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Grant Teaching Tool

Teaching about Micro-Grants

At First United Methodist Church in Cary, NC (FUMCC), Zoe Empowers supporters invited congregation members support orphaned and vulnerable children in Zimbabwe by participating in a grant-based fundraiser called “Hope Grows.” Just like Zoe Empowers children start with a micro-grant and grow it into a thriving small business, FUMCC challenged congregants to receive an initial grant of $150 to initiate an Income Generating Projects (IGP) project to double, triple or quadruple it into a much greater gift to ZOE.

Zoe Empowers supporter Jeff Briggs, who was inspired by his trip to Zimbabwe to initiate IGPs at FUMCC, explained it this way:

“When I was in Zimbabwe last summer listening to the orphans talk about their income generating projects, something sounded familiar. After the orphans go through training, they are given grant money which allows them to start their own IGP. Some of the IGPs we saw were buying items to start a hair cutting business, raising livestock, and buying seeds to start a garden. Also, some used the funds to buy sheet metal and make buckets to sell, and one group had even purchased a machine to make peanut butter. It was so inspiring to see these kids take the opportunity that has been given them and turn it into something that can transform their life and give them hope and stability that they have not had in their lives.”

“I was reminded of a story my mom had told me that happened at her church. She said one of the members had given their senior pastor a monetary gift and told him to grow it. He took the money and laid it out on the altar rail $100 bill after $100 bill and asked members of the congregation to step out in faith, come forward, take the money and see what they could turn it into. It caused a great deal of excitement in their small farming community especially as they multiplied the money and did some wonderful things with it.”

At FUMCC, they created large posters of baobab trees (a tree of life) located around the church campus. Individuals or families signed out an envelope that has $150 seed money, FAQs and a list of ideas. They were given 90 days to complete their project,and return the seed money and their profits.

Initially when this idea was introduced, Helen Papageorgiou, Zoe Empowers Advocate, said the reaction was like “a deer in the headlights.” There was this feeling that “I can’t do an IGP.  I don’t have any skills or services I can sell.” But after throwing around a few ideas, things got rolling.  One team member made specialty granola and BBQ. Another is raffled off a custom oil painting of the winner’s pet.  Others are organizing a neighborhood yard sale.When asked about his project, Joe Morrocco responded,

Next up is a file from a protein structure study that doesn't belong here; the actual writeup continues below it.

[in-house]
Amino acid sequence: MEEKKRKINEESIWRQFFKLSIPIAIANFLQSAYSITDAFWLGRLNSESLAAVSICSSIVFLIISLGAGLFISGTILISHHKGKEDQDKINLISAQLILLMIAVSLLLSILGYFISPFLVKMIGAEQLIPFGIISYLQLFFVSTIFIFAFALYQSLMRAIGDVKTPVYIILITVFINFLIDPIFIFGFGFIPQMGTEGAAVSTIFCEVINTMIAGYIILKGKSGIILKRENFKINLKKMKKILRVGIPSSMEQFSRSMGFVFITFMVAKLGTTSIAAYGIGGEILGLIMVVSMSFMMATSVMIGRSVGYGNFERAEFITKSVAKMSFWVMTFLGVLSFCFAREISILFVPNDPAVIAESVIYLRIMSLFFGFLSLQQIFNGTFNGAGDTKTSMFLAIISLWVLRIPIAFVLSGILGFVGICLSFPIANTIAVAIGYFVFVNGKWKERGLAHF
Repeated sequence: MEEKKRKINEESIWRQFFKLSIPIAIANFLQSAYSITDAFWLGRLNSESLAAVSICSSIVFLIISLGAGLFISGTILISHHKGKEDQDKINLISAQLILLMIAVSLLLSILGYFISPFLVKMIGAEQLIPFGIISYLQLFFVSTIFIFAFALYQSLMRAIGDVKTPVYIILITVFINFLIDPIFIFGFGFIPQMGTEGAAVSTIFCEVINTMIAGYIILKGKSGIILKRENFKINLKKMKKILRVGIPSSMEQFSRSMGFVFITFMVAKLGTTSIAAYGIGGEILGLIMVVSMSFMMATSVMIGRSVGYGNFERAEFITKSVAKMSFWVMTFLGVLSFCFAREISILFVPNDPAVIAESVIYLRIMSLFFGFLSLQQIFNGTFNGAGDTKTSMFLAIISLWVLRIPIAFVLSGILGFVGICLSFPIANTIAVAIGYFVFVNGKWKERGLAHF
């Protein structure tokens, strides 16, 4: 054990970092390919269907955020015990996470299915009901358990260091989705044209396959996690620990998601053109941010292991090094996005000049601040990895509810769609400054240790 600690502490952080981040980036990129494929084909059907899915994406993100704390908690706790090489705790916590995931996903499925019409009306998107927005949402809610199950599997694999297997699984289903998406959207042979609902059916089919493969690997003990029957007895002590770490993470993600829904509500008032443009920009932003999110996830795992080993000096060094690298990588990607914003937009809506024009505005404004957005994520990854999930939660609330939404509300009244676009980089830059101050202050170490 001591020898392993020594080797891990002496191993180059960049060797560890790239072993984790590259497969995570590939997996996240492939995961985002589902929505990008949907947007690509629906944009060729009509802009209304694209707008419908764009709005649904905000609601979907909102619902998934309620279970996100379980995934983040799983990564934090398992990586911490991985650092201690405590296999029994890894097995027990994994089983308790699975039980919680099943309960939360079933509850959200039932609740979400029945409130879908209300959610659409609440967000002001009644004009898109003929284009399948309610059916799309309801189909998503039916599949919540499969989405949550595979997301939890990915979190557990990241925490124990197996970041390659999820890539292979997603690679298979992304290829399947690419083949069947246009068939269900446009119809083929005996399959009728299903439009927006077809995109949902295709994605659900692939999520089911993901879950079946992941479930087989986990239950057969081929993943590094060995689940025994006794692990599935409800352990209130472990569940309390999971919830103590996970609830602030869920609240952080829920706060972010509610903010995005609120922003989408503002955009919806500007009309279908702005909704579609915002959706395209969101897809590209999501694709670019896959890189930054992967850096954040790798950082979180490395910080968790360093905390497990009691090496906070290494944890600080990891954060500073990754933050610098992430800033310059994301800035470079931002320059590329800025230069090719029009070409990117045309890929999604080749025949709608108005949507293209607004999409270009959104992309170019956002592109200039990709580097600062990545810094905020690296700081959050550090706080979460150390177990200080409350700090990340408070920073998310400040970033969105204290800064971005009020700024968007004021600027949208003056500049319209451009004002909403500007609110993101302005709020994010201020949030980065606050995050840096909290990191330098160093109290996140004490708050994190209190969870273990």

“I’m an avid bike rider which necessitates that I clean my own bike, so I’m offering a complete bike cleaning for $20.”

Two supporters who have elementary aged children, Stephanie Purdy and Stephanie Hanes, asked to let their children do an IGP.  This evolved into a joint effort between the Zoe Empowers supporters and Vacation Bible School children.  From this partnership, a number of 3rd – 6th graders sponsored their own beach boardwalk activities. All VBS attendees could pay a small price to participate in these fun games or buy a treat, with all proceeds going to Zoe Empowers.

Five-year-old Caroline Cassell heard about the IGP opportunity, and started her own project selling bracelets. Recently, FUMCC interviewed her about her very successful project.

Caroline, how did you learn about Zoe Empowers?
“Last year at church I got a little prayer doll named Washington to remind me that there is an orphan boy in Africa who needs help. I put him on a shell in my room and we pray for him.”

How did you decide to make bracelets and sell them?
“Mom was reading the VBS papers to me, and it said we are raising money for Zoe Empowers. Mommy asked me if I wanted to help the kids and I said I wanted to make jewelry.”

Were you already making bracelets?
“Yes, I make a lot of them for my friends, teachers, mom and cousin. I like wearing jewelry too.”

We see that you advertised your bracelets on FB for $5 each. How are your orders going so far?
“Great! I’ve sold about 40 so far. I sit down at my table and get out my bead kit and I start beading. And when I get tired I sing ‘just keep beading just keep beading, beading, beading’. People who live in different places have ordered them so we are mailing them to Florida, Tennessee, Kentucky, Georgia and Texas.”

Are you surprised about the number of orders you’ve gotten?
“Yes! And I am excited.”